She sat up and saw Syanna hunched over the tracker’s screen with the SI:7 agent. They were watching as the pod had diverted from their normal pattern and were making their way toward the harbor. Once they reached the harbor walls they turned around, cutting back into the canal a short distance and then slowing to a near halt.
“What are they doing out there?”
“It’s a drainage pipe,” Chip said. “They’re going into that… must be one at a time.”
Fÿnn’s tracker started to move again and quickly slipped under the harbor and started moving back into the city through the drains.
Chip was smiling from ear to ear. “Three weeks we’ve been trying to figure this out and thanks to your guy we’ve finally got our intelligence.”
“We don’t have anything yet,” Iliera said. “We have to finish this.”
When Fynn’s tracker finally stopped, it was clear that he was directly under a large building within the dwarven district. Chip Stone and the other SI:7 agents went to work, preparing their quarantine tools and deploying to all the city drains that they had mapped out.
As the sun was peeking over the horizon, Chip turned to face Syanna and Iliera. “Alright you two, you’ve done good work. Now, you head on over and get some sleep while we clean house and get the enchantress in our custody.”
“You can’t be serious,” Iliera started. “I’m coming with you.”
“No, you’re not,” Chip replied. “You’re done here. I promise you we’ll get your boy and you’ll be happy as a clam this time tomorrow. For now, you gotta leave us to do our job.”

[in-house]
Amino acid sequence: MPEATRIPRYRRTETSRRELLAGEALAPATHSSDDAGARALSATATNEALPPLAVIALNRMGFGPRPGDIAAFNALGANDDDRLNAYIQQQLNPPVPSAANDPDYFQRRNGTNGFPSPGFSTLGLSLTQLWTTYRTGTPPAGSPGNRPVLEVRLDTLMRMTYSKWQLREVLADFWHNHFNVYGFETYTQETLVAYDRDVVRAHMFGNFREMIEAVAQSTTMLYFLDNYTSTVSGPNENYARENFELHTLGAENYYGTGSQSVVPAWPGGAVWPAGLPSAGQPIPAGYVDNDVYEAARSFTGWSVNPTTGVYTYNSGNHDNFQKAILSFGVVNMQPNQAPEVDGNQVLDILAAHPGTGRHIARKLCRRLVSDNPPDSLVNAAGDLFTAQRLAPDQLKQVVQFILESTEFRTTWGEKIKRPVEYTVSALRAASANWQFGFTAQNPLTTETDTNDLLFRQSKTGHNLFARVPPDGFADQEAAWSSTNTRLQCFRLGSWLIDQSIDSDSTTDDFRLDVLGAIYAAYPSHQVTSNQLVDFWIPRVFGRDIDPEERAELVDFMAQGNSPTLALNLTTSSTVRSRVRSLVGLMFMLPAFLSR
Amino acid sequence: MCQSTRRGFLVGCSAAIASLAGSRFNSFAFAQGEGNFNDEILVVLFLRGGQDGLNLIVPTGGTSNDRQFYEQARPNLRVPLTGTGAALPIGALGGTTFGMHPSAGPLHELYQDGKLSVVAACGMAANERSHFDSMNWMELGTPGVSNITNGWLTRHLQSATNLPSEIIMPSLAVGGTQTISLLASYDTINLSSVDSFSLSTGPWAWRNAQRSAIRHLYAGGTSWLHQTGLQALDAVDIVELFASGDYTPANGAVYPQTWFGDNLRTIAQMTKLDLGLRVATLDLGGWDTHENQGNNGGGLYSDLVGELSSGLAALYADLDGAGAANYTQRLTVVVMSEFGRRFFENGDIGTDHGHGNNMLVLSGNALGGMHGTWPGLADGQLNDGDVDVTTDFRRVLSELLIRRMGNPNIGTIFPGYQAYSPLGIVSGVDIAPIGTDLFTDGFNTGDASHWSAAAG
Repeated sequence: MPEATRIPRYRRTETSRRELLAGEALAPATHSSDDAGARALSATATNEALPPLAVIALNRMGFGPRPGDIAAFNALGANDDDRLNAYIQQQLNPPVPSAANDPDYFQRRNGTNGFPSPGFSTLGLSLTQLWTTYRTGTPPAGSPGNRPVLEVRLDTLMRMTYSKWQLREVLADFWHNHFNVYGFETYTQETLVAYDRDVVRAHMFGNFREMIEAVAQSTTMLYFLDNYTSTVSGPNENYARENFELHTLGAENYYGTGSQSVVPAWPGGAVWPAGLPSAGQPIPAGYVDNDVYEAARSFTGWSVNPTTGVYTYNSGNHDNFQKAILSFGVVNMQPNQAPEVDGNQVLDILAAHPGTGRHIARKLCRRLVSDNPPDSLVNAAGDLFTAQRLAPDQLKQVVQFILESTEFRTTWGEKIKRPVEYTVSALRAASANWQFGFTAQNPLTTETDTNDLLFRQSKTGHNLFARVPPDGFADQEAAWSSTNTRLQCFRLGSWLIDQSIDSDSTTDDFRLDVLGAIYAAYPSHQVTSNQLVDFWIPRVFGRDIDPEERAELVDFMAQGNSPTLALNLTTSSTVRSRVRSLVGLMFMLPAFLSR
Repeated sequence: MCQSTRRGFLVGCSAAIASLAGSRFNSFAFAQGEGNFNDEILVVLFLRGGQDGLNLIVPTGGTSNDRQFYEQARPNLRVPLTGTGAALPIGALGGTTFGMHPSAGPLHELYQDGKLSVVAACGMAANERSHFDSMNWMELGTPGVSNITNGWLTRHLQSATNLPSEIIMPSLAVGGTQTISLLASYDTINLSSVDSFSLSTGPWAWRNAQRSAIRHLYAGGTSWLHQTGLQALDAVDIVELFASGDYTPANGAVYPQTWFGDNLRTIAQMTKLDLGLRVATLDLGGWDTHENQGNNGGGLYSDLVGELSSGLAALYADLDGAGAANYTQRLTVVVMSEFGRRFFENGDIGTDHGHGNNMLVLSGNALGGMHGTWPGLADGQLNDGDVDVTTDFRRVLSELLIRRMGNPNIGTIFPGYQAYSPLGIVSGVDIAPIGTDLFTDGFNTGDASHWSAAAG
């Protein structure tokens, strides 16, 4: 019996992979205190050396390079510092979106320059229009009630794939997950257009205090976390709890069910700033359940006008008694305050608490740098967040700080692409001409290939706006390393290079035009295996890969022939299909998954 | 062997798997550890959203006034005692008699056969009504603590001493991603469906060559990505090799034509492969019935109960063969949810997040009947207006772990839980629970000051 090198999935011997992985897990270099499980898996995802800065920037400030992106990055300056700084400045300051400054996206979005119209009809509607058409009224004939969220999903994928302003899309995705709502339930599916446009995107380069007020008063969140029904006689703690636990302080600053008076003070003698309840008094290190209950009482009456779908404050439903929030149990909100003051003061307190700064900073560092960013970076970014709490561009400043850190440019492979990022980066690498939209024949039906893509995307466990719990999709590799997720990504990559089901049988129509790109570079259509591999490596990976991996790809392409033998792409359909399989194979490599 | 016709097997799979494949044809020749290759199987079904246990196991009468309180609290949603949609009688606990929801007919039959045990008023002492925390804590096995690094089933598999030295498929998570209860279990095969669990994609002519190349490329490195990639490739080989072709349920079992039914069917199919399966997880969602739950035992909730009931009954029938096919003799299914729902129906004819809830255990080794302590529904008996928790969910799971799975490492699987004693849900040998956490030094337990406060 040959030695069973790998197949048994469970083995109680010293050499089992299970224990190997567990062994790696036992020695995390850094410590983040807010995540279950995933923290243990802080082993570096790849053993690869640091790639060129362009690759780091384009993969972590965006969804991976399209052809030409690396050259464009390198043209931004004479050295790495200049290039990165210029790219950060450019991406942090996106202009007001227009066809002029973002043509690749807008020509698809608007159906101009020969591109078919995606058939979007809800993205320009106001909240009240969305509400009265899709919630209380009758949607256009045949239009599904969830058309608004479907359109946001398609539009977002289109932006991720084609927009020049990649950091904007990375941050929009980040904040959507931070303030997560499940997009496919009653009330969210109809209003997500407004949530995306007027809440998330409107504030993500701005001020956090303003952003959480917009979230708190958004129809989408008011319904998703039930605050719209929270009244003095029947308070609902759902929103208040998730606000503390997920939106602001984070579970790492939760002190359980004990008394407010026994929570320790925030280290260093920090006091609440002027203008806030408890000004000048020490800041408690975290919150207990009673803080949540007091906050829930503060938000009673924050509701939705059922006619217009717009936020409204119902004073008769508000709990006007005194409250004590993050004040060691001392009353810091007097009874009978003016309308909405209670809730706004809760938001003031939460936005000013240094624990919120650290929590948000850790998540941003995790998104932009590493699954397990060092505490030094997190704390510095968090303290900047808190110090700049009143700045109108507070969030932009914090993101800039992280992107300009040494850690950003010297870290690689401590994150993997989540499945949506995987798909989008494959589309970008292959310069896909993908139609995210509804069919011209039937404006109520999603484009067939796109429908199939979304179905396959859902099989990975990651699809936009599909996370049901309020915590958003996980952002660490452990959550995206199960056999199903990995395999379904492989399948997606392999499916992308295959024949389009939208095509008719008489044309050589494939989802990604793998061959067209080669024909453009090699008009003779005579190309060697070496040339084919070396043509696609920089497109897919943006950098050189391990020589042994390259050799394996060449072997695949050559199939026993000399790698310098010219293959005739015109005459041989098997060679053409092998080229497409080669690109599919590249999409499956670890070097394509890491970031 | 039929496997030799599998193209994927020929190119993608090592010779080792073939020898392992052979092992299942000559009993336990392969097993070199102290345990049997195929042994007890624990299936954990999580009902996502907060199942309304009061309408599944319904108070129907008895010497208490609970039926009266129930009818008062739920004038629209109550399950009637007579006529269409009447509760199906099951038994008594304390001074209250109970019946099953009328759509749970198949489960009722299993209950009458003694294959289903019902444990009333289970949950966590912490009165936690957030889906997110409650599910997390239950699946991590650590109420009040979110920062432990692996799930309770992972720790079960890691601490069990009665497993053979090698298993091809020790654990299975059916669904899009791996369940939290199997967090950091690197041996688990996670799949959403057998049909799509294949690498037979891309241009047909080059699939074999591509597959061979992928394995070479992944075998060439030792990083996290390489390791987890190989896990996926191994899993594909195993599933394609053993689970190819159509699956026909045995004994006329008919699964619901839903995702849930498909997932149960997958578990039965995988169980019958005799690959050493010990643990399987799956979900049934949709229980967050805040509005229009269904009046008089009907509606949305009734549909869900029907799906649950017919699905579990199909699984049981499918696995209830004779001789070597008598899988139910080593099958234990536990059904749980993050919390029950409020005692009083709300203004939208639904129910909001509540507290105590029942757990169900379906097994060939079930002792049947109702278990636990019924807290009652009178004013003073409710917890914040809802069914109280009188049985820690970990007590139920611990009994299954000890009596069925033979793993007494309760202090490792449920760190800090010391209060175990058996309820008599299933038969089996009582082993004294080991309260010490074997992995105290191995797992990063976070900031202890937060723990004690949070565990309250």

“I don’t think—”
Syanna’s hand came to rest on Iliera’s shoulder and she fell silent. “Come on Iliera,” the mage said. “It’s time to go.”
Iliera resisted. “If he gets hurt, I swear to the Light—”
“You don’t have to make any swears,” Chip replied with a casual smile. “He’ll be fine.”
On the road back to the inn, Iliera’s ears were burning. She felt like she had been used twice now. Once by Aebaloth to imprison Fÿnn, and now again by Chip Stone, using Fÿnn as bait to trap the enchantress. No one had her interests at heart and no one cared what happened to Fÿnn.
It was infuriating.
“You know,” Syanna said, clearly sensing her anger. “If we had gone charging into a building full of innocents and an extremely powerful mage, the chances of everyone getting out okay would have been slim to none.”
Iliera frowned. “I know.”
“He’ll be okay. Fÿnn has been through tougher situations than this.”